Step by step how to install Nutanix CE nested on VMware ESXi

I know that it is not ideal to run Nutanix CE in nested configuration as performance will be affected, but if you don’t have separate compatible hardware available you are still able to install it and play with it. Since version ce-2015.06.08-beta Nutanix Community Edition can run nested on different VMware products. This post will describe how to install Nutanix CE nested on ESXi.

ESXi host configuration

2 x 8 core Intel Xeon E5-2680
384GB RAM
500GB SSD
1024GB HDD
VMWare ESXi 5,5 U2

Nutanix CE VM configuration

12 vCPUs ( 2 sockets x 6 cores)
128GB RAM
400GB vmdk on SSD
900GB vmdk on HDD
8GB Nutanix CE image as vmdk
1 x Intel e1000 virtual nic

Preparations

I’m assuming that registration and downloading Nutanix CE is already done.

Step 1 – prepare the boot disk

  1. extract the ce-2015.06.08-beta.img from the archive
  2. rename the ce-2015.06.08-beta.img to ce-flat.vmdk
  3. create disk descriptor file or download it from Joep Piscaer (http://www.virtuallifestyle.nl) blog here -> https://www.virtuallifestyle.nl/2015/06/nextconf-running-nutanix-community-edition-nested-on-fusion/.
  4. Rename ce.txt to ce.vmdk.

Step 2 – prepare the VM

  1. create a VM
    1. create new Centos 4/5/6/7 (64bit) VM
    2. 12vCPUs (minimum of 4 vCPU)
    3. 128GB RAM (minimum of 16GB RAM)
    4. 900GB vmdk for HDD – map as SCSI0:0 (HDD has to be atleast 500+ GB)
    5. 350GB vmdk for SSD – map as SCSI0:1 (SSD has to be atleast 200+ GB)
    6. Intel e1000 NIC
  2. browse the datastore where you stored the VM and upload ce-flat.vmdk and ce.vmdk
  3. edit VM
    1. Enable virtualization for VM – select CPU -> Hardware virtualization -> Expose hardware assisted virtualization to the guest OS.Nutanix CE VM CPU settings
    2. add new SATA controller
    3. attach existing disk ce.vmdk as SATA disk

Step 3 – installation

  1. Start the VM -> press F2 to enter BIOS -> setup SATA disk as default boot disk
  2. boot the server from SATA disk
  3. Optional: Modify SSD IOps requirements
    1. login as root (password nutanix/4u)
    2. edit /home/install/phx_iso/phoenix/sysUtil.py lines “SSD_rdIOPS_thresh = 5000” and “SSD_wrIOPS_thresh = 5000”
  4. Optional: Modify Controller VM (CVM) memory
    1. login as root (password nutanix/4u)
    2. edit /home/install/phx_iso/phoenix/sysUtil.py line “SVM_GB_RAM = 16”
  5. to start installation login as user “install”

Step 4 – enable “Promiscuous mode”

  1. enable “Promiscuous mode” on the vSwitch or virtual machine network where you have nutanix-ce VM connected. Otherwise controller VM is not accessible.
  2. Update 03.08.2016 – you may also need to enable “Forged Transmits”. Thanks to Thiago to pointing this out.

Conclusion

I used these steps to successfully install Nutanix CE on top of VMware ESXi 5.5 U2 running on HP server which is not in the Nutanix HCL.

More information

Joep Piscaer describes how to install Nutanix CE to VMware Fusion which also works for VMware Workstation – https://www.virtuallifestyle.nl/2015/06/nextconf-running-nutanix-community-edition-nested-on-fusion/

Running Nutanix Community Edition nested on VMware Workstation

It is now possible to install and run Nutanix Community Edition (Version 2015.06.06) nested on VMware Fusion and VMware Workstation.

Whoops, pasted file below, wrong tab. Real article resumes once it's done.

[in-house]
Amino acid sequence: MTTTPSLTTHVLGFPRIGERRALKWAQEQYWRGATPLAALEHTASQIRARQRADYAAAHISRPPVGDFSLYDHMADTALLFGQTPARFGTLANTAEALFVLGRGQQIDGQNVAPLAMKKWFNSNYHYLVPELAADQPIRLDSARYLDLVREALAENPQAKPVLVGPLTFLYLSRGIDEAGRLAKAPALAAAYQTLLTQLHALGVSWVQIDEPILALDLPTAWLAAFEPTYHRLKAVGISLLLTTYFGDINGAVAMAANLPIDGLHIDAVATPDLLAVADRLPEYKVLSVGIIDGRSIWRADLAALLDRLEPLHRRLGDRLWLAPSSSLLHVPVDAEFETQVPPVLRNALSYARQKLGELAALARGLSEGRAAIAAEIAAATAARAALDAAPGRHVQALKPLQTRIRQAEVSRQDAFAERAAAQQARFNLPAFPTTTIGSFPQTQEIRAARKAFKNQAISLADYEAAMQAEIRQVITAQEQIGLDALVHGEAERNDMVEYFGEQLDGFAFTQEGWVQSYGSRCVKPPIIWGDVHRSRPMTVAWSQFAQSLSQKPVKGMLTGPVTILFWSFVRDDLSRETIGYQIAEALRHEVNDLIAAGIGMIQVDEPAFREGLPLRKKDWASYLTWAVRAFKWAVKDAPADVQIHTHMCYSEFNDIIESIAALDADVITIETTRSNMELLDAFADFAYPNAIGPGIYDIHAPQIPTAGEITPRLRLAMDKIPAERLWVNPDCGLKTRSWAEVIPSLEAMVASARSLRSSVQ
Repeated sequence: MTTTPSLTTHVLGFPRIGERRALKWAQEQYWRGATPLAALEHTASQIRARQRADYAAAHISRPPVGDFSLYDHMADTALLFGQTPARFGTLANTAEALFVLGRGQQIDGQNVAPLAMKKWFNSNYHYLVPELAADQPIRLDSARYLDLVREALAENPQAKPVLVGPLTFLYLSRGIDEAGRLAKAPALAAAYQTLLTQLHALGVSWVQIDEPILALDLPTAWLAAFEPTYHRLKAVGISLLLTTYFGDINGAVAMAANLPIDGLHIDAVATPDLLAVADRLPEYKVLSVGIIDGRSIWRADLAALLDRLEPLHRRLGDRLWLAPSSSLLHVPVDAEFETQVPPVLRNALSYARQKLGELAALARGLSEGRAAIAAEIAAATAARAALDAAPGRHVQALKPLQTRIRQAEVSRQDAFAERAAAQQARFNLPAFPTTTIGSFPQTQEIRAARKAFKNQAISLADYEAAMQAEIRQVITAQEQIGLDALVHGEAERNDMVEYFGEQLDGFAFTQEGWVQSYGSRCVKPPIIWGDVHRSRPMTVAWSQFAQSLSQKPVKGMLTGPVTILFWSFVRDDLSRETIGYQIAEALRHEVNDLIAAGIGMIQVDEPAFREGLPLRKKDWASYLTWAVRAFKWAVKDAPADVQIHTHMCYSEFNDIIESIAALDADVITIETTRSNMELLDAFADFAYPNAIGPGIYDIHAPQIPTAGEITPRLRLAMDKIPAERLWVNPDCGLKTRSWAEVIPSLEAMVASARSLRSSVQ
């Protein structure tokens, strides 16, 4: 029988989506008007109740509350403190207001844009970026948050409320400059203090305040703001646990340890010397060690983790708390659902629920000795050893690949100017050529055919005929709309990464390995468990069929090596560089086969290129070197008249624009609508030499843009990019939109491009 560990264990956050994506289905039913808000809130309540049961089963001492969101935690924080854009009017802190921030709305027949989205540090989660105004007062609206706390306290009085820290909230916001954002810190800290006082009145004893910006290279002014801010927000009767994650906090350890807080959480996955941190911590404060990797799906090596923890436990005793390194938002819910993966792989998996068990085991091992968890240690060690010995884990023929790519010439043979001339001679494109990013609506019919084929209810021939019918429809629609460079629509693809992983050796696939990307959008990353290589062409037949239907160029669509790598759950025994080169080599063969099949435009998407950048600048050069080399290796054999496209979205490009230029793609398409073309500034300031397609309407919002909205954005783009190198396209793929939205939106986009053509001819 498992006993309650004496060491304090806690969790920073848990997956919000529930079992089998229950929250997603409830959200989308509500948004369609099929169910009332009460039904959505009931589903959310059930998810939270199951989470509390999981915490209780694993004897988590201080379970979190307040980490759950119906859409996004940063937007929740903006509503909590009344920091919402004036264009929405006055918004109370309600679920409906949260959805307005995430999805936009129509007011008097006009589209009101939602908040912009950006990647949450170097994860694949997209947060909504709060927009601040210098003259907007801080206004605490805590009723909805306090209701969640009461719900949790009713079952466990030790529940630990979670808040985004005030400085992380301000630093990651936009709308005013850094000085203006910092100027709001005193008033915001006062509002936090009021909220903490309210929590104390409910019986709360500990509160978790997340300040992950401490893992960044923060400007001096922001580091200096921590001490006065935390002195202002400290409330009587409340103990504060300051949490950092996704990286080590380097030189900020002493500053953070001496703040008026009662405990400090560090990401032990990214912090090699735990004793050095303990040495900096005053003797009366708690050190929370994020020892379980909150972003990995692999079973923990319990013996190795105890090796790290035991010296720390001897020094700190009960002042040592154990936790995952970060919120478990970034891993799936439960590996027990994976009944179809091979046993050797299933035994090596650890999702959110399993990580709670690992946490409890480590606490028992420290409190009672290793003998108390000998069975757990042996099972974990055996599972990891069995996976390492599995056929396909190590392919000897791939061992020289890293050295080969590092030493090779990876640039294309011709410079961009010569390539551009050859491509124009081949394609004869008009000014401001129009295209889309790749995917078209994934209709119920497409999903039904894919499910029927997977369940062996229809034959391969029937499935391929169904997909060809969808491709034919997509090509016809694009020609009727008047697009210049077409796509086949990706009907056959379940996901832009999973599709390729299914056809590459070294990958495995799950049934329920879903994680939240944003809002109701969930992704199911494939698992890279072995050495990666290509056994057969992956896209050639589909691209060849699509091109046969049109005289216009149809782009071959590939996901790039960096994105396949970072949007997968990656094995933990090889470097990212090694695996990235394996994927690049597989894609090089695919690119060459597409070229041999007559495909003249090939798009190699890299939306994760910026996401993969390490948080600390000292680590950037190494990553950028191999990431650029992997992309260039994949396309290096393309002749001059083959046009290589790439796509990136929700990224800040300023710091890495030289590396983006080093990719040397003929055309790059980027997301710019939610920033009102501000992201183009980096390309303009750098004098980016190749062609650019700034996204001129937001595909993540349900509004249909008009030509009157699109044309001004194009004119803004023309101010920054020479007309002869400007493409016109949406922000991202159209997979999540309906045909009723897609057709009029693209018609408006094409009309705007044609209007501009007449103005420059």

Joep Piscaer has detailed install guide for Fusion that also works for Workstation – http://www.virtuallifestyle.nl/2015/06/nextconf-running-nutanix-community-edition-nested-on-fusion/

UPDATE – This issue occurred with version ce-2015.06.06-beta. This issue no longer exist with version ce-2015.06.08-beta.

Only problem I ran into was that I was getting following error from the installer:

INFO: Nutanix Community Edition cannot be installed on this hardware. Reason:
INFO: A set of disks matched the minimum requirements was not found.

After some digging I found that both of the added SCSI drives were identified as spinning disks although they both were stored on SSD. To fix this issue:

  • Login as root. Password – “nutanix/4u”
  • Identify your “SSD” and “HDD” -> “fdisk -l”. In my setup “SSD” is “/dev/sda”
  • Run “cat /sys/block/sda/queue/rotational”. 0 means SSD and 1 means HDD.
  • Run “echo 0 > /sys/block/sda/queue/rotational” to change the value from 1 to 0.
  • Rerun the installer

Now the installer was happy with my setup and after few minutes I had Nutanix Community Edition up and running on VMware Workstation.

Nutanix – No rebuild capacity available

Nutanix resilency status

“No rebuild capacity available” warning appears to Nutanix clusters when amount of free disk space in clusters is lower than capacity of a single node. This means when you loose one node it is not possible to fully rebuild data resiliency. There are options to fix this – free up space or add more nodes to your cluster. You can free up space by removing obsolete VMs or reclaim dead space within running VMs. I covered here how to reclaim space within VMs.

To check how much storage capacity single node provides go to Hardware -> Table -> select one host -> check “Storage Capacity” value.

64GB DDR4 memory module now available for HP ProLiant Gen9 servers

HP has made available 64GB memory modules for their servers – HP 64GB (1x64GB) Quad Rank x4 DDR4-2133 CAS-15-15-15 Load Reduced Memory Kit – 726724-B21. List price on HP Simple Configurator is USD4999. For comparison – 32GB module list price is USD899. With 64GB module available it is now possible to configure ProLiant BL460c Gen9 with 1TB of RAM and ProLiant DL380 Gen9 with 1,5TB of RAM.